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Postby Dan Shorb » Tue Jan 19, 2010 3:22 pm

thank you gentlemen. Forums seem to be the fastest way to get some things done on the net. The number of experts within Summitpost community rarely fails me. Thx.
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Postby nhluhr » Tue Jan 19, 2010 7:31 pm

It could be that the OP is asking about watermarking digital photos in a batch?

Personally, I think watermarking is a horrible practice. Here are some things to consider:

http://www.wired.com/rawfile/2009/08/black-hole/
10 Photography Pet Peeves We’d Throw Down a Black Hole. . . Watermarks

Unless you’re sneaking behind Apple’s closed doors to photograph their next supersecret prototype and you’re desperate for the credit, watermarks are just tacky. If you’re concerned about people stealing your photos, don’t post them on the internet.

The photography game today rewards openness and exposure. The watermark is either the sign of a newbie who doesn’t know any better or insecure photographers who simultaneously thinks their photos are better than they are and that everyone is out to steal them.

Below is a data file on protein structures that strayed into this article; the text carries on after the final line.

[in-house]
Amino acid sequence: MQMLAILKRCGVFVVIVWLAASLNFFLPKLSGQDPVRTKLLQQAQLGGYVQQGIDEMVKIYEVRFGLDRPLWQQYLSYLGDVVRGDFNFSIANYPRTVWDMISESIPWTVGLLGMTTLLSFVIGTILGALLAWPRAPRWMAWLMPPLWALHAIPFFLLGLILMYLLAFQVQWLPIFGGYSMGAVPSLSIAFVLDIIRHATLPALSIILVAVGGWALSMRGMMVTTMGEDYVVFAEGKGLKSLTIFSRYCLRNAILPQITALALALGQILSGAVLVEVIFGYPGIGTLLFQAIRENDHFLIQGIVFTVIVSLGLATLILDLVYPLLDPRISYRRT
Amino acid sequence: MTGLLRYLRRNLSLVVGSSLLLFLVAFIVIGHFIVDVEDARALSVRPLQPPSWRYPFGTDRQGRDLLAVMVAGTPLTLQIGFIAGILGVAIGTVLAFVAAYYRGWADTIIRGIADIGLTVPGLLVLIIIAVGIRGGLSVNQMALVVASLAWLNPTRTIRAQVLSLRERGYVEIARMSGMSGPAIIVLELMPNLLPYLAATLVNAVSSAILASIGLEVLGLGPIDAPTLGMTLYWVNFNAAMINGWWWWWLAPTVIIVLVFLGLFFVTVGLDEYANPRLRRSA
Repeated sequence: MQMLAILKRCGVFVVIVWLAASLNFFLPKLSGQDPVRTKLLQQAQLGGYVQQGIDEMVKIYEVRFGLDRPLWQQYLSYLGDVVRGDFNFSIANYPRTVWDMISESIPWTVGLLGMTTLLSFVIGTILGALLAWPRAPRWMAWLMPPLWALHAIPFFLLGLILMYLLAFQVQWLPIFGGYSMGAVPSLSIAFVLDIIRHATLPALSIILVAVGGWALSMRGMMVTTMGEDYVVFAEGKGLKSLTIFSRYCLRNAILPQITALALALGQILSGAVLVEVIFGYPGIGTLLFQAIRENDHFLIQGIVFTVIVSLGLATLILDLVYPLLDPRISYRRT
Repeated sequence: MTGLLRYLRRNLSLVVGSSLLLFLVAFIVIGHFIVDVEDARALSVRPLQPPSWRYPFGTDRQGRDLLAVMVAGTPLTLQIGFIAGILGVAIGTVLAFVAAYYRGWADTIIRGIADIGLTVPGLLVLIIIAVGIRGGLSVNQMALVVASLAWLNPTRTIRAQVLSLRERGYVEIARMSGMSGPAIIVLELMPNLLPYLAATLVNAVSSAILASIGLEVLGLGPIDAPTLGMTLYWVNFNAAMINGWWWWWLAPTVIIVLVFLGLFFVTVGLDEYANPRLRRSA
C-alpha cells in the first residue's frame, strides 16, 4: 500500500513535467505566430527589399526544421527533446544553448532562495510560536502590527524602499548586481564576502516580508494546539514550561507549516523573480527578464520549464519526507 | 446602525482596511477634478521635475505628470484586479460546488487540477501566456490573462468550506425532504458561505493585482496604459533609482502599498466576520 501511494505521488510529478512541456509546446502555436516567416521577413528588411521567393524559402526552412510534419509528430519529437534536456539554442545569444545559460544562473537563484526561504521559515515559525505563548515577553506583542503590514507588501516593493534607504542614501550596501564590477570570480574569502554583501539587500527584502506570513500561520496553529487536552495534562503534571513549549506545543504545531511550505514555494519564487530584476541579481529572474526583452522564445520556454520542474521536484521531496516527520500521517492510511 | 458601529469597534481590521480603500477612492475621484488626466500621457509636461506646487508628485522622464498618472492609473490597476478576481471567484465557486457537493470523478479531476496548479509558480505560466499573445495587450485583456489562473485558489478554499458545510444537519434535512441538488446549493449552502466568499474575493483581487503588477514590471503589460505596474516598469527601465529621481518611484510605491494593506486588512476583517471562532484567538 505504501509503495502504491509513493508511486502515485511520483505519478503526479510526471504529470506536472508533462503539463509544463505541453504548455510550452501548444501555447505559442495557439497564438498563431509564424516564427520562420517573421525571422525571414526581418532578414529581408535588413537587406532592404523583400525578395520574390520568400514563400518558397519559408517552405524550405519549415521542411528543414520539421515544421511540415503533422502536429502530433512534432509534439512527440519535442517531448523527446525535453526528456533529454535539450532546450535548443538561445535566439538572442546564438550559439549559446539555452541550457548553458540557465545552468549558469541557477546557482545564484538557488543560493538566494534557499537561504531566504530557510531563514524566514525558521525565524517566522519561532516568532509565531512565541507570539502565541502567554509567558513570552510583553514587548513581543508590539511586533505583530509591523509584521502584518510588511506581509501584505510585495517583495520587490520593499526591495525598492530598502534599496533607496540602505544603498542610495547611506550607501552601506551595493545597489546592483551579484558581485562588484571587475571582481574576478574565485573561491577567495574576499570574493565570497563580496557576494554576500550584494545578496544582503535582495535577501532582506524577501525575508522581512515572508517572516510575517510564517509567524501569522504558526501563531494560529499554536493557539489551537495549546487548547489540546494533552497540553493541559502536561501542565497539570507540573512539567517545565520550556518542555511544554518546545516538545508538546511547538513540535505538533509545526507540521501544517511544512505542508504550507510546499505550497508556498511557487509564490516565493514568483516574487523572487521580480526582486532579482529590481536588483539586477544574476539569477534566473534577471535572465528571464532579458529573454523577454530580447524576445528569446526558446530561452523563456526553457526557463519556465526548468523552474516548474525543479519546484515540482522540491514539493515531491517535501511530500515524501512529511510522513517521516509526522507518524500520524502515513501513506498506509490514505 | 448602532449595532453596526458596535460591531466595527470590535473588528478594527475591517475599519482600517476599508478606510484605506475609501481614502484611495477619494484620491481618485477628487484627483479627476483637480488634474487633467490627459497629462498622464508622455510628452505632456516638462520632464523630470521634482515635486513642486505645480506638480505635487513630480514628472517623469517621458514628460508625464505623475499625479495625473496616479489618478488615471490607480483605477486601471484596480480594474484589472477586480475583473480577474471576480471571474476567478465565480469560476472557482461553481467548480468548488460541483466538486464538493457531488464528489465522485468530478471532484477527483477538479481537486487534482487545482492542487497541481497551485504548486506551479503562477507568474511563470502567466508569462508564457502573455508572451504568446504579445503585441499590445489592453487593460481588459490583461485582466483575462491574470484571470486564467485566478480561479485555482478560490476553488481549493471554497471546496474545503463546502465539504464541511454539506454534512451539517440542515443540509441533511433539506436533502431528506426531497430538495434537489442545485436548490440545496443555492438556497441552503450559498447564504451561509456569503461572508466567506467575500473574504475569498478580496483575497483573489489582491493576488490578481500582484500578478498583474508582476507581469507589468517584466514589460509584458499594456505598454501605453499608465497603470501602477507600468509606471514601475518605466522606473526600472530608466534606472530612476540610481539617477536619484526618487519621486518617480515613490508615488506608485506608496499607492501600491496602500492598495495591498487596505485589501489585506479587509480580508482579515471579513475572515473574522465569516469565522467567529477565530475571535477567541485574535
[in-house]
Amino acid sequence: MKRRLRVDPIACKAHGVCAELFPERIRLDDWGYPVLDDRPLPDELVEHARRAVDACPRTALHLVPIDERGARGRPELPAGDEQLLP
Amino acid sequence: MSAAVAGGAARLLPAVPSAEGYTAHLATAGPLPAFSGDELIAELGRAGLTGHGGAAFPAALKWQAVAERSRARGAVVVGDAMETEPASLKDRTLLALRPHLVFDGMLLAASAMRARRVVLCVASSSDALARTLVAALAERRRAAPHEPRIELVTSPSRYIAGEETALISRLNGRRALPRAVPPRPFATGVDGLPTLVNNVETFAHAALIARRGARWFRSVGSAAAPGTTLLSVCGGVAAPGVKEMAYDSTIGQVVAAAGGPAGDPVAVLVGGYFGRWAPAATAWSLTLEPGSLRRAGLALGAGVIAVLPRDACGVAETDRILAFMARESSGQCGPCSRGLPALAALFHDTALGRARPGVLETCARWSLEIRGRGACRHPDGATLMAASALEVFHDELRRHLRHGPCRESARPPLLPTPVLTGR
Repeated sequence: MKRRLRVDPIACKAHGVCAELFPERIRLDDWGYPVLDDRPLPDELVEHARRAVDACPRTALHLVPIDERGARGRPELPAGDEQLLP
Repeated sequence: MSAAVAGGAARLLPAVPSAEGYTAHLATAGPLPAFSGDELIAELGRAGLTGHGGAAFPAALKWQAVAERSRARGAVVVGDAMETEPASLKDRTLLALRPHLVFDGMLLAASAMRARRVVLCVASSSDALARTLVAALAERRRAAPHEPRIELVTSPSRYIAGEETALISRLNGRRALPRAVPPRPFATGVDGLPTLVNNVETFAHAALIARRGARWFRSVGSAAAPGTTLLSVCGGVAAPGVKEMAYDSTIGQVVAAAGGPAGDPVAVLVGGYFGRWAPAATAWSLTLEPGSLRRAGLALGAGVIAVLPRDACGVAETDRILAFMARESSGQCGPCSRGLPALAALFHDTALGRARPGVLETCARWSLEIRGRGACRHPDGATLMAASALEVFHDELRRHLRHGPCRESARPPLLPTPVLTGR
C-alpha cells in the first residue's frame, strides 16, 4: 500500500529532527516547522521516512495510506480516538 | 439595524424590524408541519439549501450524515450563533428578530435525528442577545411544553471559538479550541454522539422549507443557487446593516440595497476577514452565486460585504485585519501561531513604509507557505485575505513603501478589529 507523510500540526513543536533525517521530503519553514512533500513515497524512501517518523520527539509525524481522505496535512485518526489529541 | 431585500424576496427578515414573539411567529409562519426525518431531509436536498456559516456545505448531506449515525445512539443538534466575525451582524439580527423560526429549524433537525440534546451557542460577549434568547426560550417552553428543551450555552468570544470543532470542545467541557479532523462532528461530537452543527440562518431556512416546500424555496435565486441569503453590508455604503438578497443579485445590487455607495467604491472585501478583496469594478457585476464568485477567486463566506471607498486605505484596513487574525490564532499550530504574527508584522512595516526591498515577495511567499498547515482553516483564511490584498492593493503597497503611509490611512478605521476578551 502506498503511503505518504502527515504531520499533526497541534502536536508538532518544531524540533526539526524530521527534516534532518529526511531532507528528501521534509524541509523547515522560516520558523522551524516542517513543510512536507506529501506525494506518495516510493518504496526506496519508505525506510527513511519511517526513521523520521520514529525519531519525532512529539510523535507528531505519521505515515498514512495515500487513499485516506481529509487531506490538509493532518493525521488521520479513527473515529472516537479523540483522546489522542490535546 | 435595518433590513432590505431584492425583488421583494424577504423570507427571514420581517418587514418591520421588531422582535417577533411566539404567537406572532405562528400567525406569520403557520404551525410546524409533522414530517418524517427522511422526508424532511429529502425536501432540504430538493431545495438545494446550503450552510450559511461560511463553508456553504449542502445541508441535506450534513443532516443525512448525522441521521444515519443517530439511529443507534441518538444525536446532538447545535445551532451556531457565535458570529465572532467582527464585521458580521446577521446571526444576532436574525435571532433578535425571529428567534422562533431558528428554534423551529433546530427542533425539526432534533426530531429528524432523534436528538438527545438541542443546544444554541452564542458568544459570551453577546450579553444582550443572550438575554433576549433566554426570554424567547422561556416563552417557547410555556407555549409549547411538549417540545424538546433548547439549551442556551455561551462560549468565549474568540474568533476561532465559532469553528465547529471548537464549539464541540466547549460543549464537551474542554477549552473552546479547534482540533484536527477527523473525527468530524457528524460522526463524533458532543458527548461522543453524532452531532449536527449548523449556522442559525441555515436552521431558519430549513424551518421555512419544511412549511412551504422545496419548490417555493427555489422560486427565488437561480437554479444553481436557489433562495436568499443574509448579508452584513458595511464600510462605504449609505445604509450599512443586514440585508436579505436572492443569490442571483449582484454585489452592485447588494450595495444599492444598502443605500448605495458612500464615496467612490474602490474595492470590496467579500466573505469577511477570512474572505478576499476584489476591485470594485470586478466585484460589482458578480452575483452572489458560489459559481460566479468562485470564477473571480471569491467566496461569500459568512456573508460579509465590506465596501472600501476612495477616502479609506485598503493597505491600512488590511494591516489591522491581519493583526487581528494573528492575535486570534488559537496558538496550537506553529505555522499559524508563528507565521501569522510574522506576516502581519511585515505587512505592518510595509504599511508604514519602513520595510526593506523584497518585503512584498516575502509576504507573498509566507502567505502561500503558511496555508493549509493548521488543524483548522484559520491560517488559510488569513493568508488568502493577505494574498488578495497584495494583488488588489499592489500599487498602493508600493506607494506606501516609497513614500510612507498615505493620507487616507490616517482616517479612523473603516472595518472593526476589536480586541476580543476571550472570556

Yes, it sucks when someone steals your photo when they should have paid you for it. Send them an invoice. Don’t ruin your photos for everyone else who wants to enjoy them.

For photo editors looking for potential photographers, the watermark is usually just a sign of someone who will be difficult to work with. Either because they’ve been burned in the past and they’re paranoid, or they just have an inflated idea of the market value of their work.


http://syntheticpubes.com/post/11631855 ... -images-on
Dear photographers who restrict your hi-res images on Flickr/your portfolio/whatev
You do this because you think it will benefit you. You think that visitors to your portfolio or Flickr stream will try to find a way to hand you money to avoid visual blueballs, or you think it will prevent IP theft and thereby increase your chances of being approached by photo editors/art directors/gallery owners even though people in those influential, legitimizing positions constitute maybe 0.000001% of your current audience.

This thinking is wrong-headed. You are dumb.